MATH 111 VS MATH 114: New course improves retention rates

Bobby Shipman

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MATH 111 has significantly impacted probation rates because of its high D, F, W (withdrawal) percentage.

Malana Boris chose to take MATH 114 instead of repeating MATH 111.

The sophomore radiology major took MATH 111 (College Algebra) her freshman year to fulfill the core requirement and received a C. She enrolled in MATH 114 (Quanititative Reasoning) to raise her GPA.

“I couldn’t learn the material the way my teacher expected me to,” Boris said. “So, I decided to retake the required math class for my core and replace my grade.”

The Fall 2014 D, F, W rates for MATH 114 fell below 30 percent, but rose from 43 to 57 percent for MATH 111, something that USI and consulting firm Noel-Levitz have identified as an issue that negatively impacts student retention.


From left to right: Christie York, Mackencie Groover, and Noelani Brown go over previous quiz content such as mean, maximum, minimum Q1 and Q3 during Tuesday’s Math 114 class taught by Instructor Christopher Robinson. Photo by Hannah Spurgeon/The Shield


Boris said that although she has only been in MATH 114 for a couple of weeks, she finds the class more enjoyable than MATH 111.

“I like MATH 114 because it is not straight up algebra problems and solving for x. Algebra has always been somewhat difficult for me,” Boris said.

She said the MATH 114 terms, definitions and logic are different than any class she’s taken.

“I do like (MATH 114) better because it is different and is something new,” Boris said.

She said, so far, she has learned things in the course that will apply to life “in eneral,” such as real world percentages, problems and situations that prepare her for future careers instead of spending time on “lengthy” equations she may never use again.

Although Boris said she does not feel like MATH 114 is pertinent for her major, she does feel that it will help her in the future.

“I feel like MATH 114 is more beneficial for my life in the future because I am very rarely going to have to sit down and figure out lengthy mathematical equations, defining x or irrational types of equations,” she said. “In my opinion, MATH 111 has unimportant math tasks that you only need to comprehend for the class period and study what you need to (know) for the tests.”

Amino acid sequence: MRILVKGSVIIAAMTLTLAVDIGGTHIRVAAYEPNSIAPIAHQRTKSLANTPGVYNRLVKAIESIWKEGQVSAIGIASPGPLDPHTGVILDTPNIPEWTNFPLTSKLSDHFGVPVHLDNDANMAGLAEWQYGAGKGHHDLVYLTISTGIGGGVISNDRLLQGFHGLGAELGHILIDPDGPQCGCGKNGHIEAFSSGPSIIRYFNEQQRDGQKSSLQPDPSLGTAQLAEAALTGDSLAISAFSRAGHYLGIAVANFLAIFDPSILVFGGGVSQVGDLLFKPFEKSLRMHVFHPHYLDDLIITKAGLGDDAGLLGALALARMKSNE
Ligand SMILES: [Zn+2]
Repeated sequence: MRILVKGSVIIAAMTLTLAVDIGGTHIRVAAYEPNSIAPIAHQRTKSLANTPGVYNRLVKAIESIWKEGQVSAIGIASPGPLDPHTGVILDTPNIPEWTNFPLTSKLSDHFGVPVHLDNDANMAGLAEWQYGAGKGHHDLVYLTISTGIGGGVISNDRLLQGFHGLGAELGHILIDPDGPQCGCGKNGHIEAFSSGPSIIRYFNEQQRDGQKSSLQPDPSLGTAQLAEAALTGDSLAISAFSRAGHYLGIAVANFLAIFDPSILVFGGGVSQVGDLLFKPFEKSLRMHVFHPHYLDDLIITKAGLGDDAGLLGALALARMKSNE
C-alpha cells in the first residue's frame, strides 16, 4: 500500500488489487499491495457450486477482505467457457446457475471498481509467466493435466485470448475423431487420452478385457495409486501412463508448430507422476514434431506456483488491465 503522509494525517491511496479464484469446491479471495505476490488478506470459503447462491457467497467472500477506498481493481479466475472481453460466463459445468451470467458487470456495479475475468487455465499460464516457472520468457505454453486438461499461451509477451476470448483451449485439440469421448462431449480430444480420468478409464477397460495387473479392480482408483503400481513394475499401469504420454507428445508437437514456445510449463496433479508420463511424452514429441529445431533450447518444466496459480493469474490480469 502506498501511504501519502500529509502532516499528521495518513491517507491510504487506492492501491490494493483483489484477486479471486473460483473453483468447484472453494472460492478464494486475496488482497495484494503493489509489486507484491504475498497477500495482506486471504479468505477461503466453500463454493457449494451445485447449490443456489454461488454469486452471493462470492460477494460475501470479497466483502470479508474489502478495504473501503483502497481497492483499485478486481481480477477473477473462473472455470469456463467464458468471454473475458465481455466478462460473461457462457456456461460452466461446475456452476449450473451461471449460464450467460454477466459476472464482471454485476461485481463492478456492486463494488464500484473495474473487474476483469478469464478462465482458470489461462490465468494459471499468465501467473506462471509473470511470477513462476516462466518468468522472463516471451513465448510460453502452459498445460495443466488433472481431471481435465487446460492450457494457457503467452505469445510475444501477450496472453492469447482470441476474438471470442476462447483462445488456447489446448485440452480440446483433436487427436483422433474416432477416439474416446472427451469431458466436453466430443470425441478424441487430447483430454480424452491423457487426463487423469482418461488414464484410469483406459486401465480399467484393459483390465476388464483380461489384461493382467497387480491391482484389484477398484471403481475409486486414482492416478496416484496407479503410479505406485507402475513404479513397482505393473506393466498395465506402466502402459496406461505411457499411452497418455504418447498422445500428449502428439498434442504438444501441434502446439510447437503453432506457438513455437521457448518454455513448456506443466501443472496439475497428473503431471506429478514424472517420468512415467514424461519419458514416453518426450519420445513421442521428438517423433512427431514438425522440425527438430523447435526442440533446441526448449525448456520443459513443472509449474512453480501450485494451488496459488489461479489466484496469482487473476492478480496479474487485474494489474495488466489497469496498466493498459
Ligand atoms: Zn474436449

Chair (Acting) of Mathematics Department William Wilding said the idea to implement MATH 114 came about while discussing Core 39.

“Many majors at USI don’t benefit fully from their last math class being college algebra. College algebra is really a pathway to a calculus class,” Wilding said.

He said the Math Department wanted to create a more useful class. The quantitative reasoning course touches base on about five to six areas from probability to personal finance.

“Basically, the theme is areas that may be useful later in life for a student,” Wilding said.

Sophomore respiratory therapy major Benjamin Carney has taken previous math classes at other universities, but is now taking MATH 114.

Carney said MATH 111 is better for school in general, but MATH 114 is more beneficial for his life and future.

“MATH 114 has a lot of real life applications, but not a lot of school applications,” he said.

Carney said he thinks the course is necessary for his major and sees how, in general, it can be beneficial to all majors because it covers a variety of material.

“MATH 114 jumps around a lot and is all over the place, but covers a lot of material we will use later in life,” Carney said. “The class varies from logic to reasoning, data graphs to mortgages.”

Wilding said this rise in D, F, W rates occurred because of a change in the class’s population.

“There were more students that were actually repeating 111 than normally,” he said.

For example, students who had already taken 111 and failed to pass it chose to retake the course and replace their grade rather than take 114.

“There was a higher proportion of repeaters,” Wilding said. “Traditionally, someone repeating a course doesn’t get through at the same success level that someone who’s taking it for the first time does.”

Wilding said it is unlikely this trend in D, F, W rates will continue and that the classes will see a return to their normal success rate, or possibly even decrease.

The math department will need to gather several semester’s worth of data before determining the success of MATH 114, he said.

“We are imagining that in time at least we’re going to define majors that are better served by 114 and majors that are better served by 111,” Wilding said. “I think the introduction of quantitative reasoning will increase retention.”

Jeanette Burbage contributed to this story

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